If Al Gore had netted an extra five, ten, fifteen million votes in the popular vote, the GOP wouldn't have had a mandate and it might have been tougher for them to "win" Florida. Gore would have been able to powerfully make his case for the recount to carry on in full, with tens of millions behind him in support.

Further, strong voter turnout and a major victory in the popular vote sends a message. It creates a mandate to help shape policy and direction. It helps promote (dare I say this annoying word) "change."

So, tell people to vote. In the Blue States. In large numbers and small. Carpool. Drive people to the polls. Drive many people the polls over and over. Skip work. Stay home. Call in sick.

Don't mess this one up.

Tuesday, October 07, 2008

Why Barack Obama Will Win the 2008 Election (A Scenario - Part II)

I did this weeks back, and now it's time to do it again: this is a scenario, not necessarily a prediction. Political campaigns change by the day, so anything can happen, and no lead in the polls is permanent.

But let's say it bluntly: Barack Obama will decisively win the 2008 election for President of the United States. It might be, as today's polls predict, a landslide.

Here's why.

It's the economy, stupid. What a cliched line. But it's true. The economy is as bad as it's been in decades. It's serious news. McCain's response was erratic, childish, a totally obvious stunt: he "suspended" his campaign, went to Washington, got nothing accomplished.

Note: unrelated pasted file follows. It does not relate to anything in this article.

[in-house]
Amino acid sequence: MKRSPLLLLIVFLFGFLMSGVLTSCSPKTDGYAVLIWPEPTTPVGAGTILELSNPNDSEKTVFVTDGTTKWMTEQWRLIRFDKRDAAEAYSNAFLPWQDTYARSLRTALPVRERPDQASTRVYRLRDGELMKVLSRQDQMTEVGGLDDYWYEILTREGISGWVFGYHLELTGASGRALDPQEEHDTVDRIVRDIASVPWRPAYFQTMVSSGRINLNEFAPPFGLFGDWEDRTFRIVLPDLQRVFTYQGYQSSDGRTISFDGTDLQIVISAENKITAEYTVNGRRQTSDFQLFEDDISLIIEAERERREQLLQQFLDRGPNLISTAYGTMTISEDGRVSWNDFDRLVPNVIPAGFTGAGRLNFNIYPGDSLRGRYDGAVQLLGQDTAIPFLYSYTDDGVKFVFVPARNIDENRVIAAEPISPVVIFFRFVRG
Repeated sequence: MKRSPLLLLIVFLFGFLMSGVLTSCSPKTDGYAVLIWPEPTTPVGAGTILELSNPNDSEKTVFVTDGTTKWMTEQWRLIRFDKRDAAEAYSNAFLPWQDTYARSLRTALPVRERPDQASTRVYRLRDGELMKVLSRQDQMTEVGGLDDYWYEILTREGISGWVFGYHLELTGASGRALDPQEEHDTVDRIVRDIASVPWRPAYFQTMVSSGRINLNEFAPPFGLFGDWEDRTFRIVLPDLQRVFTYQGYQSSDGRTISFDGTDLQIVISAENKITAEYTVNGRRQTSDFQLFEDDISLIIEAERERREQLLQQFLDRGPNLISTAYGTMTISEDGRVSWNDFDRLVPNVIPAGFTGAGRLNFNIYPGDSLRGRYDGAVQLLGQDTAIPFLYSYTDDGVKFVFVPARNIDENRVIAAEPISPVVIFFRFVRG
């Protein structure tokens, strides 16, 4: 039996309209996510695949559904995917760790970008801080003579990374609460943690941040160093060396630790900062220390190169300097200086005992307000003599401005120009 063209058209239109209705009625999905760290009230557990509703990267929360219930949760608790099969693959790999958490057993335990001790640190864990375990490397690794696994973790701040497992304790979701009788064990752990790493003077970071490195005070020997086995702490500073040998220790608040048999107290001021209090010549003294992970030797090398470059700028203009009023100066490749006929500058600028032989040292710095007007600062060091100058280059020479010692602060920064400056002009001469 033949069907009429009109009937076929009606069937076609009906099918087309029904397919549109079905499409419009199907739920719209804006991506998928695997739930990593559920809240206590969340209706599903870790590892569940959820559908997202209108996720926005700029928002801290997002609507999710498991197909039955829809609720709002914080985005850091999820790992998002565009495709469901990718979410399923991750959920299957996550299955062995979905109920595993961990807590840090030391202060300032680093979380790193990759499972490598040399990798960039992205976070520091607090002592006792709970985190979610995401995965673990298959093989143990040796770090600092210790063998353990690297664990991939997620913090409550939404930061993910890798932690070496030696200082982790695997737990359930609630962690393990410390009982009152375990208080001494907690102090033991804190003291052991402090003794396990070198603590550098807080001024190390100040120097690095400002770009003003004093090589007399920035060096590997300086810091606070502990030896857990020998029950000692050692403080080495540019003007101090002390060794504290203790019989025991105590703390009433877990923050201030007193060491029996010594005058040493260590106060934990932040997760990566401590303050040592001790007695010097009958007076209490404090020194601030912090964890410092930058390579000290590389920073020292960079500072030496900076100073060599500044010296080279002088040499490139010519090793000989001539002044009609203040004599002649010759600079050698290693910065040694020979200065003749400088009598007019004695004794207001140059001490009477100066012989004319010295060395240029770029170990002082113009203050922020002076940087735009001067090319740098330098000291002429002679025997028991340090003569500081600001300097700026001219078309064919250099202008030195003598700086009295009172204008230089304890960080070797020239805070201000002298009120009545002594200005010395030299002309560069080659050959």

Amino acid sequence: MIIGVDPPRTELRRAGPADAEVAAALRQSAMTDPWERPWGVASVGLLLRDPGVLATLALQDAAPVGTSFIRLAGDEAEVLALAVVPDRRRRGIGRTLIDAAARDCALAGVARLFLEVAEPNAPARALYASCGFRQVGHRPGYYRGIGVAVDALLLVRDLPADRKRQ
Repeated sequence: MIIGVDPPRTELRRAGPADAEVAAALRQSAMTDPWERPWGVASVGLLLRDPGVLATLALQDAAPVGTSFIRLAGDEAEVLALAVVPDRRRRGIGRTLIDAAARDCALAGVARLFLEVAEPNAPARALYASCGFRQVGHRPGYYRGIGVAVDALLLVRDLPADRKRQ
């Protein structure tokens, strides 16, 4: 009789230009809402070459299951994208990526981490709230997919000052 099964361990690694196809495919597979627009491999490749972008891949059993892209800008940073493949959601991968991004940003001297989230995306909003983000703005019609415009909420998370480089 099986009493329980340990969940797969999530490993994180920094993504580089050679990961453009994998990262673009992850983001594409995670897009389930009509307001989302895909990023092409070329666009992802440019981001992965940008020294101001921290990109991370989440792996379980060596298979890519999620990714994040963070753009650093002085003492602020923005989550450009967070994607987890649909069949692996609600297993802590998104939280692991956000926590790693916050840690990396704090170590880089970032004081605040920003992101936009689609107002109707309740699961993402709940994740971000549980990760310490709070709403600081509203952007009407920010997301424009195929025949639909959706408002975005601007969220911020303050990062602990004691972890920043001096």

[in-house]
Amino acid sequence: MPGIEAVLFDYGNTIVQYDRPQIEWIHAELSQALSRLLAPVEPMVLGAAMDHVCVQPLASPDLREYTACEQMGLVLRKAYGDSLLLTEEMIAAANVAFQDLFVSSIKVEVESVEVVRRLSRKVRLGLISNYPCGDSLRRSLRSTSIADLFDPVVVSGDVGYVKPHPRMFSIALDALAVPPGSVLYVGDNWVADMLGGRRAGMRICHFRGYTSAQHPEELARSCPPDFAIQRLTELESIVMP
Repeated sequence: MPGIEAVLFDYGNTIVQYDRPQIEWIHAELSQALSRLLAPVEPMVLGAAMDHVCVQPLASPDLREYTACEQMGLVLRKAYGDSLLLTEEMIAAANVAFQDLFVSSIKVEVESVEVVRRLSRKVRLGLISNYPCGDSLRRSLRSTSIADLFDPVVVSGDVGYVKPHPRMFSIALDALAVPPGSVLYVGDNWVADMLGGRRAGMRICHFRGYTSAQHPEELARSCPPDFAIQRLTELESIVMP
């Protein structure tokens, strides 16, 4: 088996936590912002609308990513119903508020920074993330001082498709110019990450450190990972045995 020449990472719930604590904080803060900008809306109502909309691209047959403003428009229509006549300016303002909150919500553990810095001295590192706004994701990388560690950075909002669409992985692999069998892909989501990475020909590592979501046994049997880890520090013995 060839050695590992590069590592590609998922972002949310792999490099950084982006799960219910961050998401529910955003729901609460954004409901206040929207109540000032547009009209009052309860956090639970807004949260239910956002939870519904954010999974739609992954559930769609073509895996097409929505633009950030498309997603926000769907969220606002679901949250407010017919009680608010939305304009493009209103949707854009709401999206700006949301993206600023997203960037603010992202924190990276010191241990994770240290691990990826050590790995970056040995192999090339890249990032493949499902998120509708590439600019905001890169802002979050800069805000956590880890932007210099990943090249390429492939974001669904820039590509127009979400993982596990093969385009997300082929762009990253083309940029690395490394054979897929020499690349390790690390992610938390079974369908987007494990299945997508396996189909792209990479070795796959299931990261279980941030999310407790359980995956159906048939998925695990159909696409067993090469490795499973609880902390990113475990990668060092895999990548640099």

He voted FOR the $700 billion "bailout package" (which I am opposed to, and which Obama also supports). The problem: this was the perfect chance, which McCain blundered, to vote AGAINST a bill which has BILLIONS of ridiculous, pork barrel projects attached to it. McCain could have THEN said HE had the real solution, not these idiots in our Congress. This might be the most critical double-whopper of his candidacy, and he totally, completely, utterly belw it.

Obama has bounced back. John McCain destroyed Obama's big Convention speech almost as soon as Obama gave it when he introduced Gov. Sarah Palin (R-Mooseville, USA) as his running mate. The focus was on McCain and his "maverick" sensibilities, and they absolutely rallied their base. But since then, a litany of bad news has hit McCain, his running mate has been exposed and lampooned as a virtual buffoon, and McCain has resorted to desperate campaign tactics. They don't appear to be effective.